The overall look of graphics on TV has tremendously improved. It used to be, back in the three-network era, that CBS was always admired for its graphics -- from the world's greatest logo, the Eye, to network promos and various displays and even an annual animated Christmas card -- and everybody else was an also-ran. Now, thanks in part to the spread of computers with enormous capacity for fancy graphics, and increased sophistication by those who operate them, good graphics are taken-for-granted and common.
How ironic then that ABC News graphics manage to look so crappy. Just big and ugly and intrusive, as was the case again yesterday (I know it's a small detail, but could they possibly have picked out a clunkier typeface for the nightly "World News" and other ABC News shows than the one they've got?). The network had to go out of its way to look bad.
The faces of the faithful gathered at St. Peter's were, of course, more important than type faces in coverage of the pope show. Directors sensibly cut from big wide shots of the scene to individual portraits of people in the crowd. Networks showed enterprise in getting the faces of their own correspondents on the screen amid such a huge surging throng, with some correspondents' faces lit up as if by hand-held flashlights and visible in the dark from considerable distances.
Unfortunately for ABC's David Wright, somebody had brought a huge flag along and it managed to unfurl right in front of his face, so all the light in Rome couldn't have helped him.
Each network had put out the call to round up the usual suspects -- that is, find a Catholic expert to be on-hand so that arcane aspects of the rituals could be explained to viewers. These spokespeople tend to be cheerleaders for Catholicism, but there's no reason they should have to fake objectivity. On ABC, Archbishop Wilton Gregory was ready with encomiums to the new pope immediately upon his first appearance: "He is truly a holy man, a humble man!" But then what else can they say -- "he seems like a nice guy"?
In fact, he did seem like a nice guy when it came time to speak to the crowd. He talked in relatively conversational terms, and even told the huge mass of people to go home and have a nice night -- setting "a completely different tone" for a pope, as Mark Phillips noted on CBS.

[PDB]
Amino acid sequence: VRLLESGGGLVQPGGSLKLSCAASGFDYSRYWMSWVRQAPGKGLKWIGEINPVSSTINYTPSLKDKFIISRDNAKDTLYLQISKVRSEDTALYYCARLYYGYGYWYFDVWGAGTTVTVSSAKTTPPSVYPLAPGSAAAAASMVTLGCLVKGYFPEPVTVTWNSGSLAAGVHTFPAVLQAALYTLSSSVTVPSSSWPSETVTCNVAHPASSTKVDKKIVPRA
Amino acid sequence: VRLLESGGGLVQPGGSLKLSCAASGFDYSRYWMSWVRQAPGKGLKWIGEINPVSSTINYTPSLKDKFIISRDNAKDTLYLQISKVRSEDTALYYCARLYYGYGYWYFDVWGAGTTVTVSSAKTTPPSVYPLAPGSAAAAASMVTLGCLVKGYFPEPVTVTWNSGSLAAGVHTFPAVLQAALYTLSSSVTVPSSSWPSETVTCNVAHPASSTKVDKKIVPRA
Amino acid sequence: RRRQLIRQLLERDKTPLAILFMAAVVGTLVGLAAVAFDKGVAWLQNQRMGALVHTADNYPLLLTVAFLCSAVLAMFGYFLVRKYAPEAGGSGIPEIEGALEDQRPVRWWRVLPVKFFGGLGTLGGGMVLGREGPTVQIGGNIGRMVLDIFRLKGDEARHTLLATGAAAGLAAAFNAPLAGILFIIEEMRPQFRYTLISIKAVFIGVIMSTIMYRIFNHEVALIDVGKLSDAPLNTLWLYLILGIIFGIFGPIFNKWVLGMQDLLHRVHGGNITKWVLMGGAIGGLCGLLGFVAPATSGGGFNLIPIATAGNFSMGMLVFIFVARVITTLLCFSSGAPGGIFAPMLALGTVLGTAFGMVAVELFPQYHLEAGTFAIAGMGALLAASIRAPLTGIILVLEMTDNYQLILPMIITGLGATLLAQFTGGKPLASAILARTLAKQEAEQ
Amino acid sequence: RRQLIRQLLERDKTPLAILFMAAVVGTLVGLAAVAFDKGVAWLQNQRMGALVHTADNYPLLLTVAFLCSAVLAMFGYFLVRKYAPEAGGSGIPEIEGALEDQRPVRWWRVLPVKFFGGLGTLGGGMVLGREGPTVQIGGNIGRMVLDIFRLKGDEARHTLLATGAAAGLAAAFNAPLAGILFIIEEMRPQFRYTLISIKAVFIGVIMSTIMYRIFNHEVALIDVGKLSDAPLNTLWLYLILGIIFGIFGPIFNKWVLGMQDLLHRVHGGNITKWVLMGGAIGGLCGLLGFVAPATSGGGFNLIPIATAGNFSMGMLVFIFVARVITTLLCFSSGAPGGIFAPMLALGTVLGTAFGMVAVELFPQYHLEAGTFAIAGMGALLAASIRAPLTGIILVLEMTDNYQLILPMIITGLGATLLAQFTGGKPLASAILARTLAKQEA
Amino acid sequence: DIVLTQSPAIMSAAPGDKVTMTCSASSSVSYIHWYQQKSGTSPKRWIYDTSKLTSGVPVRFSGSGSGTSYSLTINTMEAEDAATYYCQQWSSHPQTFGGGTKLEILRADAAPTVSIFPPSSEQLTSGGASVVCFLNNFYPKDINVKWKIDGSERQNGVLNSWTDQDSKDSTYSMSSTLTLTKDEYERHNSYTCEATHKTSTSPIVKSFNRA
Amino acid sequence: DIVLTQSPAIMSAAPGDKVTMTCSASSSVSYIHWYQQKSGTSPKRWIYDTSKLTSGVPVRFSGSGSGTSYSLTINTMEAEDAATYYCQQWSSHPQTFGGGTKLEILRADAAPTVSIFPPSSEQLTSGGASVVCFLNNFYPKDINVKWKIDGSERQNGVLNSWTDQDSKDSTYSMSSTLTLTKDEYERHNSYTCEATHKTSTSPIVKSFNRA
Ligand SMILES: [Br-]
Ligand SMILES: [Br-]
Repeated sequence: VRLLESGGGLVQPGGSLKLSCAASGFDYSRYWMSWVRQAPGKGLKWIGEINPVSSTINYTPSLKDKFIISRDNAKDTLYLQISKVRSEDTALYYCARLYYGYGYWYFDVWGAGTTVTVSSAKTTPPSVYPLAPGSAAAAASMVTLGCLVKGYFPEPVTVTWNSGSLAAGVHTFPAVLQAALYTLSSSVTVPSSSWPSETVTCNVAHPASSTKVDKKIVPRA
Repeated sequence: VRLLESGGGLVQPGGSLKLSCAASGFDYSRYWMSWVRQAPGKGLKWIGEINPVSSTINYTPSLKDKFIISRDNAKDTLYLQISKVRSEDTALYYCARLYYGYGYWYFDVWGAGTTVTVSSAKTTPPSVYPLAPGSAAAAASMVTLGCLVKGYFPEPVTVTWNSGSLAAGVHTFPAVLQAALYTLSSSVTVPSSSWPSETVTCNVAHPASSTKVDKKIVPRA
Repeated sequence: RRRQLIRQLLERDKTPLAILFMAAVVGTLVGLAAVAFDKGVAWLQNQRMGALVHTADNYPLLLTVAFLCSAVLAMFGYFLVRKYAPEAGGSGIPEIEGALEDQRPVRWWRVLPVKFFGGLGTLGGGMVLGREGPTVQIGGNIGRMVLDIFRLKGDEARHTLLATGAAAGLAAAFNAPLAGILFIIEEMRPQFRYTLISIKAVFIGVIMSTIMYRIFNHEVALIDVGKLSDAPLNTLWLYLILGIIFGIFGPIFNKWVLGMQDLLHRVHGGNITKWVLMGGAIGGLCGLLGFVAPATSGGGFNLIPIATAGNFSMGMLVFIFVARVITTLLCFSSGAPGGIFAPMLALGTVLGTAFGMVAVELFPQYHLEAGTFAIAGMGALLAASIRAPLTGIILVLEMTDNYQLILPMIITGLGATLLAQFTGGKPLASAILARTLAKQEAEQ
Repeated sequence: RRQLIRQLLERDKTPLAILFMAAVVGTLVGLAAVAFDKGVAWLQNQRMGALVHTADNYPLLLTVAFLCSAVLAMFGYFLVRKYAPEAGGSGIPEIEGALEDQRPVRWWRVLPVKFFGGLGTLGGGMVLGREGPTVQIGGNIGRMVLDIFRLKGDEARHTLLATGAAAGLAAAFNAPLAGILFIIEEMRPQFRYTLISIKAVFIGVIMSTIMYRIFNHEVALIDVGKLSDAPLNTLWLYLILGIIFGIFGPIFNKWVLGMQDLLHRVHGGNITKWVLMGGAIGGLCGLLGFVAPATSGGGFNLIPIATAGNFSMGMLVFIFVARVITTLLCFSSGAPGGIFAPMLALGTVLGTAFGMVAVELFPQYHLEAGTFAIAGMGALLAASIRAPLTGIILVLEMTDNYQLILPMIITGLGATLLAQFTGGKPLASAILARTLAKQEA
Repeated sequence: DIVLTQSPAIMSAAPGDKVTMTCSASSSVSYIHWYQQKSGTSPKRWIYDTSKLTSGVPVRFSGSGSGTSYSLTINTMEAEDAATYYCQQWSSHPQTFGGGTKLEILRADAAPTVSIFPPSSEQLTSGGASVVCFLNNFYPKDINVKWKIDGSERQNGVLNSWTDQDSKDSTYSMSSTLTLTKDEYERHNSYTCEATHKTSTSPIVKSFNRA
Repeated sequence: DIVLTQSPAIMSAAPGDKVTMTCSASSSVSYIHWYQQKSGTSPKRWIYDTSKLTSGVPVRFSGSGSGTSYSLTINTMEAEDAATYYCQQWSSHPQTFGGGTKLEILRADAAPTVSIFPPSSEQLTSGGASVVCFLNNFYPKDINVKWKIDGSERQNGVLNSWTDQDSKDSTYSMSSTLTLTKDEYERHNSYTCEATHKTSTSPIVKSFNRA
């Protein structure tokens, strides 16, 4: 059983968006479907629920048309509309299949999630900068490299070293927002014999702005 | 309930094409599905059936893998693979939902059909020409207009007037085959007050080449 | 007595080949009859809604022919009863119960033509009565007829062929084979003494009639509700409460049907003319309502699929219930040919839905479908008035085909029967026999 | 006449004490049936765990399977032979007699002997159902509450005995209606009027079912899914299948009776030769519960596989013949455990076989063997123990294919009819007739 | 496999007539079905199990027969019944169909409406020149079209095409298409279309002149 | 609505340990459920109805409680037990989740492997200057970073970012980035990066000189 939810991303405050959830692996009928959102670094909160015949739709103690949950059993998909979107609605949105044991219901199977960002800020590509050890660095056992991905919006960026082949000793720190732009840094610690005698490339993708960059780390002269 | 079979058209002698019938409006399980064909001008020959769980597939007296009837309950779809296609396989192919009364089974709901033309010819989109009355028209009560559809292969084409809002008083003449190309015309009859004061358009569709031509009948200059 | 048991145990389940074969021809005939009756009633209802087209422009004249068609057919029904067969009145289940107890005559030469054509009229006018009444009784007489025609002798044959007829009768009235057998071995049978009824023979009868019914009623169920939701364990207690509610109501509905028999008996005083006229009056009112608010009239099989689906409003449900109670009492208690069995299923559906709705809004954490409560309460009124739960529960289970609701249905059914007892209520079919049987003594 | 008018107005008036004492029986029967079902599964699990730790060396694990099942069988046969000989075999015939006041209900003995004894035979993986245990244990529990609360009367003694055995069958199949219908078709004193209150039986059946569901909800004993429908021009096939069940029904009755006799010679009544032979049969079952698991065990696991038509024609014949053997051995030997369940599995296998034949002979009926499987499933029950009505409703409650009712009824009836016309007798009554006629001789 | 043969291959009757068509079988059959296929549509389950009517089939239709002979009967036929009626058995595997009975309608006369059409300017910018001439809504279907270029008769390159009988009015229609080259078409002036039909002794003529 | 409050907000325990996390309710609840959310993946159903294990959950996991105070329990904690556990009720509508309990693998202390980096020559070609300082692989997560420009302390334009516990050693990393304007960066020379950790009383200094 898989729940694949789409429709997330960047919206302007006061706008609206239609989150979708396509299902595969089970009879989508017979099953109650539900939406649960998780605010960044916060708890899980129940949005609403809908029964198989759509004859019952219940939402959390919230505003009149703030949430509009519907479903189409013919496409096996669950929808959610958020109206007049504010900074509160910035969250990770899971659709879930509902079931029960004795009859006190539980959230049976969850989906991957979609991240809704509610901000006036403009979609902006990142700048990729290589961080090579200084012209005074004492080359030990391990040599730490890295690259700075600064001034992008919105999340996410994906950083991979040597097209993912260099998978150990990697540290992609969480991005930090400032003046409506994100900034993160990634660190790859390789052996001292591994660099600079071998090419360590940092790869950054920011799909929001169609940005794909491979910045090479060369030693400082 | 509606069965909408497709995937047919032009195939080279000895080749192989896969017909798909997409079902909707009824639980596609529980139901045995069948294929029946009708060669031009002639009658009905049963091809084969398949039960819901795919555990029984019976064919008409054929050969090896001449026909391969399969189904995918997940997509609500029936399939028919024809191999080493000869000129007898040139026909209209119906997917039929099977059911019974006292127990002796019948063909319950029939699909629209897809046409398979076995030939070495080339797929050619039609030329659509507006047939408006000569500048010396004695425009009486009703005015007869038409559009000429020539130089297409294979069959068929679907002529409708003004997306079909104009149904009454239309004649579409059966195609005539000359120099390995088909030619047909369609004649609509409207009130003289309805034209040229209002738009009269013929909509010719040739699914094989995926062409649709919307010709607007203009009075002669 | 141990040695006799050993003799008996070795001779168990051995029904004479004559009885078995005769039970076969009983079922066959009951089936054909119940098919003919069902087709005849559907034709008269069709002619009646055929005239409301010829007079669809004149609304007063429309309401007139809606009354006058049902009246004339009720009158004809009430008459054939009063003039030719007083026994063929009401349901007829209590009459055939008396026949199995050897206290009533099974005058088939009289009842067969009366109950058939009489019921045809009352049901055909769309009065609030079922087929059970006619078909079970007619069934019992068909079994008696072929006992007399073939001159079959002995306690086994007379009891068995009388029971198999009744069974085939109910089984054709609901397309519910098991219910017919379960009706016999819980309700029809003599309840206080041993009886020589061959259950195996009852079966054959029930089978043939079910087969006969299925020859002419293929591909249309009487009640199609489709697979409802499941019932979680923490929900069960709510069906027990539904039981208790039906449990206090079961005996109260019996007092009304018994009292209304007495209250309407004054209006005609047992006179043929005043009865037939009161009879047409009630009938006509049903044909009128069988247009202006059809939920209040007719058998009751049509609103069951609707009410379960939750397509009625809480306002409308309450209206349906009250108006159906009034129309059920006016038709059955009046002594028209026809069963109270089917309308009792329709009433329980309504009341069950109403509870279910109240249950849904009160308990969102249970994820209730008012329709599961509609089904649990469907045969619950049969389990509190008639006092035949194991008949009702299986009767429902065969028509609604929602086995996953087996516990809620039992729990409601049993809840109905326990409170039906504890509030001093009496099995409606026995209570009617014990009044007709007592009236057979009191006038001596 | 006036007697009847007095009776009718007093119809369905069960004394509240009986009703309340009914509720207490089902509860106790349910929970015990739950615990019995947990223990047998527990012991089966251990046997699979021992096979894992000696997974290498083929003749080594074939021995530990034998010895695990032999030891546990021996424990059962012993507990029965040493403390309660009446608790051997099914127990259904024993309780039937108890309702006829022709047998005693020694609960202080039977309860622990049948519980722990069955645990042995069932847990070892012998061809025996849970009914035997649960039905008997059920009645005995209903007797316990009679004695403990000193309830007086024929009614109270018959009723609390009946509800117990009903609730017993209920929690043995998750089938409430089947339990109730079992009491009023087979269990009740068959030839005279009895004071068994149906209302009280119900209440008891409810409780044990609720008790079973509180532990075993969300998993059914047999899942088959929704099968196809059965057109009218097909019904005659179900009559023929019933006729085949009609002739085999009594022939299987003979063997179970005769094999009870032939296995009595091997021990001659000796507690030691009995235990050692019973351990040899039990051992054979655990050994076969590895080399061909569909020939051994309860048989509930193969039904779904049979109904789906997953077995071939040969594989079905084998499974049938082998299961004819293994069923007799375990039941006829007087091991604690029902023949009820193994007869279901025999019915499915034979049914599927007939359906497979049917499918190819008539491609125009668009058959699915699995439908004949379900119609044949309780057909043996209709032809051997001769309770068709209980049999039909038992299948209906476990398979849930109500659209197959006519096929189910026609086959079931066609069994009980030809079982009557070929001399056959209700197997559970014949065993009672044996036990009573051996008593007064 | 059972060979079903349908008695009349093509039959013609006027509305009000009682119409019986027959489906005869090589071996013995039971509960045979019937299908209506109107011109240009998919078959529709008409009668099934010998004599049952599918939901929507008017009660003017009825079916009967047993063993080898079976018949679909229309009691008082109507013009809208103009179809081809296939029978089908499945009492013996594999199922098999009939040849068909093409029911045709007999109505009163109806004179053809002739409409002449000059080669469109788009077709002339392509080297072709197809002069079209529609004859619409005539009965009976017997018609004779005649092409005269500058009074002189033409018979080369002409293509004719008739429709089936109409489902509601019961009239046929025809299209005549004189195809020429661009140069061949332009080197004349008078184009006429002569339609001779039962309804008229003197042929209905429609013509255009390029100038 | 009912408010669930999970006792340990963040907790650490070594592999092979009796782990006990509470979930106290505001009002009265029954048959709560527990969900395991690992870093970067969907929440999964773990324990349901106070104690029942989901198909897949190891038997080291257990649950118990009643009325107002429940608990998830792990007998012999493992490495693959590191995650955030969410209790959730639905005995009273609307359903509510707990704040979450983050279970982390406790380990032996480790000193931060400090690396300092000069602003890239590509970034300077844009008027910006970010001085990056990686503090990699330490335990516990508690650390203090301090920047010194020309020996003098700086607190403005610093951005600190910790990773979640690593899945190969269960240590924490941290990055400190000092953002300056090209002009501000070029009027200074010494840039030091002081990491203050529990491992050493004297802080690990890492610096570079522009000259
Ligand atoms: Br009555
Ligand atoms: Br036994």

ABC's Cecilia Vega was more succinct if perhaps too informal when she gushed simply, "Wow!"
Wow, we got us a hip pope!
Oddly, a CNN anchor kept hedging about the identity of the new pope even after every other network had stated it as a matter of fact. "We believe" the new pope is from Argentina, the anchor said, adding that he is "named Francis, we believe, according to Italian television." According to Italian television? How about according to American television, where by this time it was a stated certainty. Except for CNN, that is.
For the most part, American television did a respectable and respectful job, and there didn't seem to be an excess of chatter about various Catholic scandals of the past several years. Of course, when they have an hour of time to fill with nothing happening -- and not much to show except a photograph of an empty balcony onto which the new pope would eventually stride -- they can be forgiven for reaching for whatever's handy.
Even a skeptic, perhaps even a cynic, could watch the telecast and feel impressed by its immensity and yet also feel basically unmoved. But when the new pope himself spoke, and when he recited traditional prayers from that balcony, and when cameras showed faces of the faithful bowed in humility and praying with him, the screen seemed to glow with a virtually holy light.